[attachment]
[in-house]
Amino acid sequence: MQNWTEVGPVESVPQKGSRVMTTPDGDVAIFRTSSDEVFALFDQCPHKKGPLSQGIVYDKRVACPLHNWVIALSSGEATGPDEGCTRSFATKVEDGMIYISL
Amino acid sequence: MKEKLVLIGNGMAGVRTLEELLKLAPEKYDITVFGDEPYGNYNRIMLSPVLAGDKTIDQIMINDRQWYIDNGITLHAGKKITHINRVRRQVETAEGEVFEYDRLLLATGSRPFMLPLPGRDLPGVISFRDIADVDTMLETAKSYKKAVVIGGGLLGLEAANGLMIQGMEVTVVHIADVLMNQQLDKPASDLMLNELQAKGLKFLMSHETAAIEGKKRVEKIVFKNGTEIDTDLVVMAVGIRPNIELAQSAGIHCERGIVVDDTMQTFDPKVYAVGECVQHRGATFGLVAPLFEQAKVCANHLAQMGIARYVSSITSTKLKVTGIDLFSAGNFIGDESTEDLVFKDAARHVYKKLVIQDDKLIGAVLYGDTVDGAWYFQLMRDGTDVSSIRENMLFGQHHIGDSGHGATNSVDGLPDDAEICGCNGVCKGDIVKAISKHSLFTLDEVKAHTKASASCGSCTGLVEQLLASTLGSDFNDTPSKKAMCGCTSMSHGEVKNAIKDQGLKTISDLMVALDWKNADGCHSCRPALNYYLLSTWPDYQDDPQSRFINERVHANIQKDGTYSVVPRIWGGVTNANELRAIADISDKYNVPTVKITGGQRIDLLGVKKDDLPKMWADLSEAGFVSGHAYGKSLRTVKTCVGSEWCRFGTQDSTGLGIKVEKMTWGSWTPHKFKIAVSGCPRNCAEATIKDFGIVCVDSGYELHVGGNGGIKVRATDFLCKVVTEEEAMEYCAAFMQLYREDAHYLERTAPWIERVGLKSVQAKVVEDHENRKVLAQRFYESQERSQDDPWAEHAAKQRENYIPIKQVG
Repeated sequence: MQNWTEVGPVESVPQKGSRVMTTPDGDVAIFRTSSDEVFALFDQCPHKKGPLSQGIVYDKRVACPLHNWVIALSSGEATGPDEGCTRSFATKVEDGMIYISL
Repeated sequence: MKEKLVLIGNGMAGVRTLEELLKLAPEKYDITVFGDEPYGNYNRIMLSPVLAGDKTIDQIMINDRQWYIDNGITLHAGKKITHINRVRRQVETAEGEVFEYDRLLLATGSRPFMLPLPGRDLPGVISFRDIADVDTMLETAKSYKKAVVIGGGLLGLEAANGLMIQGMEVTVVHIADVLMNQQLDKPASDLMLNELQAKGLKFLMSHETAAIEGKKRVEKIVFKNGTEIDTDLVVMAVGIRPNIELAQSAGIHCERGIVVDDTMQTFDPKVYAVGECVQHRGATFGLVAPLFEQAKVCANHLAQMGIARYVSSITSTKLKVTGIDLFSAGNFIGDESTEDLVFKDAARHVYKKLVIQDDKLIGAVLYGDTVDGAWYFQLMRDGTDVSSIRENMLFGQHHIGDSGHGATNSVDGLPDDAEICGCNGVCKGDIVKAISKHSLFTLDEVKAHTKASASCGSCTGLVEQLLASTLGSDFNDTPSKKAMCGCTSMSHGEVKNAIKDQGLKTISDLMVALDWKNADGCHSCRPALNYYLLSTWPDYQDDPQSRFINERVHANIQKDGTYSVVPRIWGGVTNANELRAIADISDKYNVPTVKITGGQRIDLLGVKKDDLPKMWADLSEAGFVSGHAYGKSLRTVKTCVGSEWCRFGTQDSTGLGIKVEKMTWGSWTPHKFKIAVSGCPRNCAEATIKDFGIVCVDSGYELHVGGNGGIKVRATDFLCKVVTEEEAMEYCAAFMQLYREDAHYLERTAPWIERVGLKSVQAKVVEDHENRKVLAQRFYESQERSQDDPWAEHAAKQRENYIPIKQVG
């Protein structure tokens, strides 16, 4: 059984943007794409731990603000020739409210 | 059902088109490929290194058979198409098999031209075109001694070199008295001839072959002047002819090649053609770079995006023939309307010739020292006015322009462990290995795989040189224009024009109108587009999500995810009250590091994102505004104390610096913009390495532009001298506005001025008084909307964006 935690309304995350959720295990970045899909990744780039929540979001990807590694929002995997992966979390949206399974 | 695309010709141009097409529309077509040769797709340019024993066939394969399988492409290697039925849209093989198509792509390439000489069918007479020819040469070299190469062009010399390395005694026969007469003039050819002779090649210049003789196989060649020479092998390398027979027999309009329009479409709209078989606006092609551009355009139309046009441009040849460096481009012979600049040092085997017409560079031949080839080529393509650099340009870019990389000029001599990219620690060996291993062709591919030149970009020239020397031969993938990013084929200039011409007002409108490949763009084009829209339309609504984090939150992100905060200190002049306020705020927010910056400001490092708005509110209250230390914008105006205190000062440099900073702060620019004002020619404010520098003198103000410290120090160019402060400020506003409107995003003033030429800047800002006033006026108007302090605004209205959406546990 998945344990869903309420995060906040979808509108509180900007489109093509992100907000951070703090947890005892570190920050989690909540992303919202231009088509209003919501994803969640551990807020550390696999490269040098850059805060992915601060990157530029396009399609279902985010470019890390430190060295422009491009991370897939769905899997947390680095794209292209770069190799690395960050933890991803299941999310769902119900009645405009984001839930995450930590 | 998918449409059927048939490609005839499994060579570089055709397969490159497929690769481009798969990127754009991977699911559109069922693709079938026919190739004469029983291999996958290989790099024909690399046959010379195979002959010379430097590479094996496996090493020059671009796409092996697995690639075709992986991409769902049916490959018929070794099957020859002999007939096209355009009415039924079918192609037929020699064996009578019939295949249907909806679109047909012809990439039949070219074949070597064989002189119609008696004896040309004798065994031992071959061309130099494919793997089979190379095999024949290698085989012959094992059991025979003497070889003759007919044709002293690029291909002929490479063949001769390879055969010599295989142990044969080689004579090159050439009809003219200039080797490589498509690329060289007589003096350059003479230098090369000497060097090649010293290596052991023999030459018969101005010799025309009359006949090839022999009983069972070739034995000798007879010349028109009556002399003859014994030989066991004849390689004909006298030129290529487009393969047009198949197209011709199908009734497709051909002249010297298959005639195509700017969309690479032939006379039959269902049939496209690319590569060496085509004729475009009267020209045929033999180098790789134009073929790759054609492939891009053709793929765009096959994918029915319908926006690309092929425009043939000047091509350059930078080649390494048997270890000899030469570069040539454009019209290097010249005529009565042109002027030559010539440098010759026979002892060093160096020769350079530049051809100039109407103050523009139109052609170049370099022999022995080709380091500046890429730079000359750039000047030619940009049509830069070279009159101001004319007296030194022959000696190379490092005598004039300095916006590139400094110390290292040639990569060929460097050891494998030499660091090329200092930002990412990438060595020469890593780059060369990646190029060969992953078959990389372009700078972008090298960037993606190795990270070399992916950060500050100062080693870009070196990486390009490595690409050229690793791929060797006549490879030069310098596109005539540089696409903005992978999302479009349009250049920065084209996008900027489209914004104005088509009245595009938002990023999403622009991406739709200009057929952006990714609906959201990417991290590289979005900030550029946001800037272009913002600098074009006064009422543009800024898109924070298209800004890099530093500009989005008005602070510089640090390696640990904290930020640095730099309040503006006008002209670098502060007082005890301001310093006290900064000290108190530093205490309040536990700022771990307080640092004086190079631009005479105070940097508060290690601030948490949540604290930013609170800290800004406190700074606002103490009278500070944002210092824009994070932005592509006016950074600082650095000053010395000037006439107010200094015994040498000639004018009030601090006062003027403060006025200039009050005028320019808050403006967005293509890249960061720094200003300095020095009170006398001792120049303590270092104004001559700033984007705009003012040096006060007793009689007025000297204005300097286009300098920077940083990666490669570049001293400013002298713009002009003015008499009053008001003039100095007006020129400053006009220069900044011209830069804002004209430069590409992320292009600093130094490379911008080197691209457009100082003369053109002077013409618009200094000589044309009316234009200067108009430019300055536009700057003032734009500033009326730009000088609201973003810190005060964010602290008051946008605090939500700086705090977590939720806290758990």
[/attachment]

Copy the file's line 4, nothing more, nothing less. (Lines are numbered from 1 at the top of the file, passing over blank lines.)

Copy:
Repeated sequence: MQNWTEVGPVESVPQKGSRVMTTPDGDVAIFRTSSDEVFALFDQCPHKKGPLSQGIVYDKRVACPLHNWVIALSSGEATGPDEGCTRSFATKVEDGMIYISL